AG: Homeowners can seek hotline after mortgage settlement
Illinois Attorney General Lisa Madigan says homeowners who believe they're entitled to reimbursements from a multi-state settlement with large mortgage lenders or who have questions can contact a help line set up by the office.
Illinois is expected to get $1 billion of the roughly $25 billion settlement announced Thursday.
It involves allegations of widespread "robo-signing" of foreclosure documents and other fraudulent practices. Robo-signing is having employees sign papers they haven't read or using fake signatures to speed foreclosures.
Madigan's office says the money will be used to help Illinoisans who've lost homes, are at risk of defaulting on their mortgages, or owe more than their homes are worth. The settlement also will overhaul standards to prevent abuses.
Gov. Pat Quinn said Thursday that the settlement reached between 49 states and five mortgage giants will help those most affected by the housing crisis. Quinn says the settlement significantly eases the way for families to modify the terms of their mortgages.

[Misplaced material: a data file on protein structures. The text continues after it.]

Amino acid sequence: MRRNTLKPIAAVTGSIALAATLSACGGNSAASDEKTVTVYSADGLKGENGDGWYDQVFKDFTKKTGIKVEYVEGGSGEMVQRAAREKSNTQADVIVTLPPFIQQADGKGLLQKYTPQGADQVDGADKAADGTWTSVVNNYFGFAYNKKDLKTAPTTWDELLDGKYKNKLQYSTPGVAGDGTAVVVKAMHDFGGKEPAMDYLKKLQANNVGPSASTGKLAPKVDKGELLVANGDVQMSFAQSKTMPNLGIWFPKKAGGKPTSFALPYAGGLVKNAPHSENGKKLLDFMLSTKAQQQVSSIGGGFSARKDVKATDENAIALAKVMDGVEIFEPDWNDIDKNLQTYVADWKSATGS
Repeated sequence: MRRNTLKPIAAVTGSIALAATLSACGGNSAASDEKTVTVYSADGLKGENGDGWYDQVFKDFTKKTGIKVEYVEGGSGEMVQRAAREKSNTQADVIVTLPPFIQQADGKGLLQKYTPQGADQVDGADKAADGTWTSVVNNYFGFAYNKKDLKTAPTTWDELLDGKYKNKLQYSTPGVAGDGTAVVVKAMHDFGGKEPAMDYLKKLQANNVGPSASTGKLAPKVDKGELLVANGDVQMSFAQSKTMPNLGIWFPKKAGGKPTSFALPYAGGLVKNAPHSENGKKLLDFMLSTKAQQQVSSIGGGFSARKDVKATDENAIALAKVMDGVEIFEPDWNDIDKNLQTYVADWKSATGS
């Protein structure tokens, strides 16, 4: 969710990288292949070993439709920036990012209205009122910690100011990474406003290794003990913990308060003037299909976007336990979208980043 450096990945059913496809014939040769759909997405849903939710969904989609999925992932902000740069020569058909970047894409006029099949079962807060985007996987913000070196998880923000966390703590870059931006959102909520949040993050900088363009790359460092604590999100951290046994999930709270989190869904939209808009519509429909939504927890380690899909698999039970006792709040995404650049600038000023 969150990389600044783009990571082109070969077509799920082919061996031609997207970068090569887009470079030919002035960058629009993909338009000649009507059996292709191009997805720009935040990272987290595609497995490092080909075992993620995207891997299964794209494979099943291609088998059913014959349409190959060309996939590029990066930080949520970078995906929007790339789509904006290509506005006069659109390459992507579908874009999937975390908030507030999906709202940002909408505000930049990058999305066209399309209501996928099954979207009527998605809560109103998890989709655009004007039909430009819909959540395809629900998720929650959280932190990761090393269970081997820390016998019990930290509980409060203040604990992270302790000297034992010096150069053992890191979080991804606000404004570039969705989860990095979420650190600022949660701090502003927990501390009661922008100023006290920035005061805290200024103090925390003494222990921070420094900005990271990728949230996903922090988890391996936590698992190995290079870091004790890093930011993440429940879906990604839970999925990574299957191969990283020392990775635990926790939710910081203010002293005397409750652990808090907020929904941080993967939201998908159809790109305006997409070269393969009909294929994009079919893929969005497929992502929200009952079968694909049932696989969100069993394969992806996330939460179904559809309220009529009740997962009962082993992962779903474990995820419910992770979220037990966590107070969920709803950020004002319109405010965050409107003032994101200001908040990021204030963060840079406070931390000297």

The five major banks that settled with the states are: Bank of America, JPMorgan Chase, Wells Fargo, Citigroup and Ally Financial. The settlement money would reimburse American homeowners and help overall standards to prevent future abuses.
The deal is the biggest involving a single industry since a 1998 multistate tobacco deal. It would force the five banks to reduce loans for about 1 million households. The reduced loans would benefit homeowners who are behind on their payments and owe more than their homes are worth.
"While the settlement is a big step forward in our efforts, it is not the end. In Illinois, we will continue to take strong legal action against lenders, banks, servicers and others who contributed to the housing and economic collapse," Madigan said in a statement.